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Updated July 11th, 2021 at 19:36 IST

Global philanthropists including Bill Gates pledge £94m to cover UK foreign aid cuts

UK slashing of the foreign funding cut by about a third has stalled “critical” projects or risked financial bilateral relations with aid receiving countries.

Reported by: Zaini Majeed
Bill Gates
IMAGE: AP/TWITTER/@ICAI_UK | Image:self
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Global philanthropists, including Bill and Melinda Gates Foundation on July 10 pledged £93.5m to help cover the shortfall in the UK government’s cuts to foreign aid in a major change during the pandemic after the merger of UK’s  Department for International Development (DFID) and the Foreign and Commonwealth Office (FCO). According to the Independent Commission for Aid Impact (Icai), the aid cuts were imposed without adequate transparency and were administered at a fast speed. As speculations arise that UK’s Foreign Office overtook the large aid budget in an attempt to impose its own rules on DFID, and weaken Icai, philanthropist organizations stepped forward to fill the holes, a Guardian report confirmed. 

Sources told the paper that the UK government’s slashing of the foreign funding cut by about a third has stalled “critical” projects or risked financial bilateral relations among the aid receivers and Britain. As several of the health projects had shuttered amid the coronavirus pandemic, the consortium expressed regret about drugs going to waste. And hence, philanthropist organizations including the Bill and Melinda Gates Foundation, the Children’s Investment Fund Foundation, the ELMA Foundation, and the Open Society Foundations assumed self-funding for some of these integral projects threatened due to the recent cuts.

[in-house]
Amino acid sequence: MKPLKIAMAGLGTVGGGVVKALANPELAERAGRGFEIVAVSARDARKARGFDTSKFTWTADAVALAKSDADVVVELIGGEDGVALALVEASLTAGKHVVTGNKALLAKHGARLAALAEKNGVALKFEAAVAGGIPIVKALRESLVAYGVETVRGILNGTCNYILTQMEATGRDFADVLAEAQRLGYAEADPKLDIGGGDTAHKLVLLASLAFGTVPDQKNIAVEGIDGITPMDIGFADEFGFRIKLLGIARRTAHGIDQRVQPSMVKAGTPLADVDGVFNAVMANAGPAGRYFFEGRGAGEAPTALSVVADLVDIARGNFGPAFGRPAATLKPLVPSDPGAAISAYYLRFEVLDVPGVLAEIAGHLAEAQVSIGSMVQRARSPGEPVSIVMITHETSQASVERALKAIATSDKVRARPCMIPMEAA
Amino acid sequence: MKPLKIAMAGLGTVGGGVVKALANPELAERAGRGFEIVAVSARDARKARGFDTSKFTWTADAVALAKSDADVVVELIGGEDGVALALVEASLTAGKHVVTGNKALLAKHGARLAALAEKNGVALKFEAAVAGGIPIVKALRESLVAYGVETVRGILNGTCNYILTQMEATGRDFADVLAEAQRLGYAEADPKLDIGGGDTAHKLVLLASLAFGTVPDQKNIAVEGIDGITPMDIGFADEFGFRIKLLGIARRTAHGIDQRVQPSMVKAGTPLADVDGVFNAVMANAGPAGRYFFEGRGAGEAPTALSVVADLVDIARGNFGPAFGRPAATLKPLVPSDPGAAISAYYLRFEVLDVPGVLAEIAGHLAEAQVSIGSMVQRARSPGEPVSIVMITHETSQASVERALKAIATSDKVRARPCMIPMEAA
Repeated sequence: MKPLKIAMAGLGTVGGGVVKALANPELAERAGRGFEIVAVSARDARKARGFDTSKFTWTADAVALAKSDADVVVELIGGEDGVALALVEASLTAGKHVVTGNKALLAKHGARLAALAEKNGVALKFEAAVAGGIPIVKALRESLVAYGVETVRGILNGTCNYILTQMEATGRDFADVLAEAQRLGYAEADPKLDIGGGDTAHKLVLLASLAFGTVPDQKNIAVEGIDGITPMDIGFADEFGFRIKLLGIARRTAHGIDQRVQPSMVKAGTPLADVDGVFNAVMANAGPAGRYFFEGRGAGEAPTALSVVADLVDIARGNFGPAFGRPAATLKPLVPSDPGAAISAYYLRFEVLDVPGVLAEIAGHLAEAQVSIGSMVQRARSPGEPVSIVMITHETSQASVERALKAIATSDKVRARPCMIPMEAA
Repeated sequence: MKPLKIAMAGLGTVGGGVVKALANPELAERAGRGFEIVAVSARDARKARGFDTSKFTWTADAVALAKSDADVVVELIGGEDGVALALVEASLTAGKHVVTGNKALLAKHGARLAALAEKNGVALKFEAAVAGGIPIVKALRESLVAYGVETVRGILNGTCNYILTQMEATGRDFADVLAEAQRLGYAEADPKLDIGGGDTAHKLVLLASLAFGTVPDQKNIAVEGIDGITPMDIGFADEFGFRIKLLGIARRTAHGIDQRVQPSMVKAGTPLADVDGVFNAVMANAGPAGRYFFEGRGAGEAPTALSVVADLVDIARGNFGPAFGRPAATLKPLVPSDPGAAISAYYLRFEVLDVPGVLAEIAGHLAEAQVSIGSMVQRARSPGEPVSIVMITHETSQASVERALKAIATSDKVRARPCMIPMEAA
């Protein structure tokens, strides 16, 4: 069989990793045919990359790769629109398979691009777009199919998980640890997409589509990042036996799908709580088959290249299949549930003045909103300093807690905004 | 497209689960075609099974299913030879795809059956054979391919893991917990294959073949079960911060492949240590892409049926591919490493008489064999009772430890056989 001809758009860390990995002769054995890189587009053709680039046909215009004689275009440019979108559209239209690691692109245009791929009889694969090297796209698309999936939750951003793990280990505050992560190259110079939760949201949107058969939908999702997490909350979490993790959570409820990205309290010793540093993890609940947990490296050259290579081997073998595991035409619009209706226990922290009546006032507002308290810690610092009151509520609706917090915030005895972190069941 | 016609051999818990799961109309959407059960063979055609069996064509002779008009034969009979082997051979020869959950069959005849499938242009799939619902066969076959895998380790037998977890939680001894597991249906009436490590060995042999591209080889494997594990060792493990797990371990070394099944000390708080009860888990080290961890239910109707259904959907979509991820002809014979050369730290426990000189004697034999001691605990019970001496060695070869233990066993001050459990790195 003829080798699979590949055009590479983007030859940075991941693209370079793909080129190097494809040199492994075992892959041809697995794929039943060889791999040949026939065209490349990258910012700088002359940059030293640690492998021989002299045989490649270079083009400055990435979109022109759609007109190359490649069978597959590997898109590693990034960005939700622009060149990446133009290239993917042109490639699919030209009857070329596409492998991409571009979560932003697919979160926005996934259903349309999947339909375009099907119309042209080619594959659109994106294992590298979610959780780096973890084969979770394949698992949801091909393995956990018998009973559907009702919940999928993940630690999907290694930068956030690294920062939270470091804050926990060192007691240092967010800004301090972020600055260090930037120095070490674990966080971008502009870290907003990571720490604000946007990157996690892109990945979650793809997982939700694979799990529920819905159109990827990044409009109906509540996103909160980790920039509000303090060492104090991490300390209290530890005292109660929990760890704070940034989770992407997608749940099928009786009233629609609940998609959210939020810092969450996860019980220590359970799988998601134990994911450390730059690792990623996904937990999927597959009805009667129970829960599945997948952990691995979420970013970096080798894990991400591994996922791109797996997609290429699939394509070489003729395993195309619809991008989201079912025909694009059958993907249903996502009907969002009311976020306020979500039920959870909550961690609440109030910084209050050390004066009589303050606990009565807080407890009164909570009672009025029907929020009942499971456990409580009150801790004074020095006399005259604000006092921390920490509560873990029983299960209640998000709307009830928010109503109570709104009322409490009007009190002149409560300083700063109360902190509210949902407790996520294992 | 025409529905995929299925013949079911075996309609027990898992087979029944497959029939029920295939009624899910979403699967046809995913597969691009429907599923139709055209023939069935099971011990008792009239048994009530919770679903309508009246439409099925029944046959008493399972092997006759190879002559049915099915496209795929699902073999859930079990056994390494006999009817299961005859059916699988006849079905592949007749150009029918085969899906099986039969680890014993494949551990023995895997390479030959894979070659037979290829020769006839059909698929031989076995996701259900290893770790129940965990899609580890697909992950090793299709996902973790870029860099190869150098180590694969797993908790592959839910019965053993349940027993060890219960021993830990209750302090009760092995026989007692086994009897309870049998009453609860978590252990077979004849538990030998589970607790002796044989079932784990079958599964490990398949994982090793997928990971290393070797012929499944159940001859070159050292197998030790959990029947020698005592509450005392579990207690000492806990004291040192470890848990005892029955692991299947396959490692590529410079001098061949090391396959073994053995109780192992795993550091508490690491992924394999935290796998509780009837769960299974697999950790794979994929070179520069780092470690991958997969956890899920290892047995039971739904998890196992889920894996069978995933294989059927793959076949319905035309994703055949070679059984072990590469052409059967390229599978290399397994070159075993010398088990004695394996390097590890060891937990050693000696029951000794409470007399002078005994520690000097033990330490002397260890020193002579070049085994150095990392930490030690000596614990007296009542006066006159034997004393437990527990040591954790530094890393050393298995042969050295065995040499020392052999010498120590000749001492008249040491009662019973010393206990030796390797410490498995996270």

The life-saving treatments are cost-effective investments, and if these go unfunded this year, British taxpayer generosity will be wasted as clinics are closed and essential drugs expire and are thrown away, Kate Hampton, the chief executive of the Children’s Investment Fund Foundation was quoted as saying to Britain’s leading daily The Sunday Telegraph. Meanwhile, archbishop of Canterbury, Justin Welby stated that the reduced aid might cause unimaginable suffering and entirely preventable deaths, as he vouched for the government to restore the promised amount for the aid, adding that the emergency funding was “desperately needed” across nations reeling under the poverty in such dire times of the pandemic. 

UK's foreign aid reduced to 0.5 %, less than France

The UK, as compared to European nations such as Germany that allocates 0.73 percent of its national income to foreign aid, had been spending much lesser on foreign aid prior to the latest cuts. It has now slashed the spending to 0.5 percent, lower than France’s at 0.53 percent despite the aid agencies and NGOs warnings that the slash in funding will leave 70,000 without healthcare. 100,000 in Cox’s Bazar, Bangladesh, will have no water. Several aid agencies made a last-minute appeal to the Foreign Office to halt the aid cuts, as UN Population Fund (UNFPA) stated that the 85 percent reduction amounting to £130m could have prevented 1/4th of millions of child and maternal deaths, 14.6m unintended pregnancies and 4.3m unsafe abortions, Guardian reported. 

Earlier last year, Foreign Office minister Baroness Sugg resigned in protest to foreign aid cut in which was at the time announced by Chancellor Rishi Sunak. Sugg branded the downsizing of the funding as “fundamentally wrong”. In her resignation letter to Prime Minister Boris Johnson, Baroness Sugg wrote: “It is with sadness that I write to resign from the Government. It is fundamentally wrong to abandon our commitment to spend 0.7% of gross national income on development. This promise should be kept in the tough times as well as the good.” 

 

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Published July 11th, 2021 at 19:36 IST

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